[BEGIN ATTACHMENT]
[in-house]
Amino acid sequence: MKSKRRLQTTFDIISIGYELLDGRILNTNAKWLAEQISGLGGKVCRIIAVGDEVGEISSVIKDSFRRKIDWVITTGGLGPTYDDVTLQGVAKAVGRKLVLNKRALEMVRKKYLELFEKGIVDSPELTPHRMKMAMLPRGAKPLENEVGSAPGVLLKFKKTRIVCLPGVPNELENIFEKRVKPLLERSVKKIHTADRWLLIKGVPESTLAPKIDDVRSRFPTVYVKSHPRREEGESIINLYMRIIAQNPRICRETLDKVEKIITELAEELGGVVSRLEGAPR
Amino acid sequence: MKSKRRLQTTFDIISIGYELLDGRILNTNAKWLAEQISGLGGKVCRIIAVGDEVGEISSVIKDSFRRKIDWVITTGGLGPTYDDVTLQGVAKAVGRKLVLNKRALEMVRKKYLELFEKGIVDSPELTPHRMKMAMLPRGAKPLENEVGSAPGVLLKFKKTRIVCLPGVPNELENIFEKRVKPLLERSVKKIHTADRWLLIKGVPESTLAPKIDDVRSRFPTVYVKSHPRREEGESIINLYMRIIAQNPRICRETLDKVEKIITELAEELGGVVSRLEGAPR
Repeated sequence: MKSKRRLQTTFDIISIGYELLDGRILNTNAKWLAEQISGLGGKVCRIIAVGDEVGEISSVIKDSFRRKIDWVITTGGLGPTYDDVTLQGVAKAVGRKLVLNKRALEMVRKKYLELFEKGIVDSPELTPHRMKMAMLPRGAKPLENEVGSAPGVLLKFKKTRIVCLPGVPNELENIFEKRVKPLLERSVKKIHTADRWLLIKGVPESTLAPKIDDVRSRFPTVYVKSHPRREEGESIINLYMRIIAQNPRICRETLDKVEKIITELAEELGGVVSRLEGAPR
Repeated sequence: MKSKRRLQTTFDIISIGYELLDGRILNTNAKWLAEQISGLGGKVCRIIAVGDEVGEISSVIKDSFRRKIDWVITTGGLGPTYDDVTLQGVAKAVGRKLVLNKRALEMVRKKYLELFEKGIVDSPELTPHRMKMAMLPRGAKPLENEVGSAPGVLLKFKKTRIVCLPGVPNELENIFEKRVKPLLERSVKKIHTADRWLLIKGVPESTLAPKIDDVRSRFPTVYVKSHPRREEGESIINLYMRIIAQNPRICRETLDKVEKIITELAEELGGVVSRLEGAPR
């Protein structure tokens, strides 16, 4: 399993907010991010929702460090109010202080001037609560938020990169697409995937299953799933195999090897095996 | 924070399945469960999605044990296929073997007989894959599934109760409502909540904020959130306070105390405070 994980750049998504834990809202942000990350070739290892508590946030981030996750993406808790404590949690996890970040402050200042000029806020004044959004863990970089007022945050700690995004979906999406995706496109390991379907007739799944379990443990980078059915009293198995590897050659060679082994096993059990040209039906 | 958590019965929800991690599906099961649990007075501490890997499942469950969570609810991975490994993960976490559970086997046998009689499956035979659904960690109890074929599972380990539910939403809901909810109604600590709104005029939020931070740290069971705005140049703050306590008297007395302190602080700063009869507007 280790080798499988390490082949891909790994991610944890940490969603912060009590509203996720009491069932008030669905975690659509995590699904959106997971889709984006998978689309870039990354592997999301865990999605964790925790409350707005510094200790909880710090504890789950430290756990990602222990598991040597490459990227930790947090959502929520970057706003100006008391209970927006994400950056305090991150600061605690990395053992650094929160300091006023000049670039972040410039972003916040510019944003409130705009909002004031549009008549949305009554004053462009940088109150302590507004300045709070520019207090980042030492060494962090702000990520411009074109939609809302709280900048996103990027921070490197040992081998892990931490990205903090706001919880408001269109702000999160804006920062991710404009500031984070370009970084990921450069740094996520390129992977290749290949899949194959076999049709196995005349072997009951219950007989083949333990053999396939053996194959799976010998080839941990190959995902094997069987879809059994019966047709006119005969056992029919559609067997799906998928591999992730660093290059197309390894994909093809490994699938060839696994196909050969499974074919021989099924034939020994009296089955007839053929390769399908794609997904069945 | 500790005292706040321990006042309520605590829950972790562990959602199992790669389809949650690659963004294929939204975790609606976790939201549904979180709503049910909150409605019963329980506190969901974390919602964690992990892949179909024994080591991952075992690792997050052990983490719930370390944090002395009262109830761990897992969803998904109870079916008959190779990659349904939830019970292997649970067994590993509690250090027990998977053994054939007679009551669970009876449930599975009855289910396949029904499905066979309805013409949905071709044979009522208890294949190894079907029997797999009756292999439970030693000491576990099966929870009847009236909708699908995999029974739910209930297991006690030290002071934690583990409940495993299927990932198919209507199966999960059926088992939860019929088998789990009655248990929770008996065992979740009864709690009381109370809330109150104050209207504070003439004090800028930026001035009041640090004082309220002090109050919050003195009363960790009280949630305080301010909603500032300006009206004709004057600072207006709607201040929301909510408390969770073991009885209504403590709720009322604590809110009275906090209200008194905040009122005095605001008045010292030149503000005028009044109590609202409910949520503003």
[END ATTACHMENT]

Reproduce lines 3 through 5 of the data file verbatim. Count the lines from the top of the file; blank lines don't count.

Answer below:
Amino acid sequence: MKSKRRLQTTFDIISIGYELLDGRILNTNAKWLAEQISGLGGKVCRIIAVGDEVGEISSVIKDSFRRKIDWVITTGGLGPTYDDVTLQGVAKAVGRKLVLNKRALEMVRKKYLELFEKGIVDSPELTPHRMKMAMLPRGAKPLENEVGSAPGVLLKFKKTRIVCLPGVPNELENIFEKRVKPLLERSVKKIHTADRWLLIKGVPESTLAPKIDDVRSRFPTVYVKSHPRREEGESIINLYMRIIAQNPRICRETLDKVEKIITELAEELGGVVSRLEGAPR
Repeated sequence: MKSKRRLQTTFDIISIGYELLDGRILNTNAKWLAEQISGLGGKVCRIIAVGDEVGEISSVIKDSFRRKIDWVITTGGLGPTYDDVTLQGVAKAVGRKLVLNKRALEMVRKKYLELFEKGIVDSPELTPHRMKMAMLPRGAKPLENEVGSAPGVLLKFKKTRIVCLPGVPNELENIFEKRVKPLLERSVKKIHTADRWLLIKGVPESTLAPKIDDVRSRFPTVYVKSHPRREEGESIINLYMRIIAQNPRICRETLDKVEKIITELAEELGGVVSRLEGAPR
Repeated sequence: MKSKRRLQTTFDIISIGYELLDGRILNTNAKWLAEQISGLGGKVCRIIAVGDEVGEISSVIKDSFRRKIDWVITTGGLGPTYDDVTLQGVAKAVGRKLVLNKRALEMVRKKYLELFEKGIVDSPELTPHRMKMAMLPRGAKPLENEVGSAPGVLLKFKKTRIVCLPGVPNELENIFEKRVKPLLERSVKKIHTADRWLLIKGVPESTLAPKIDDVRSRFPTVYVKSHPRREEGESIINLYMRIIAQNPRICRETLDKVEKIITELAEELGGVVSRLEGAPR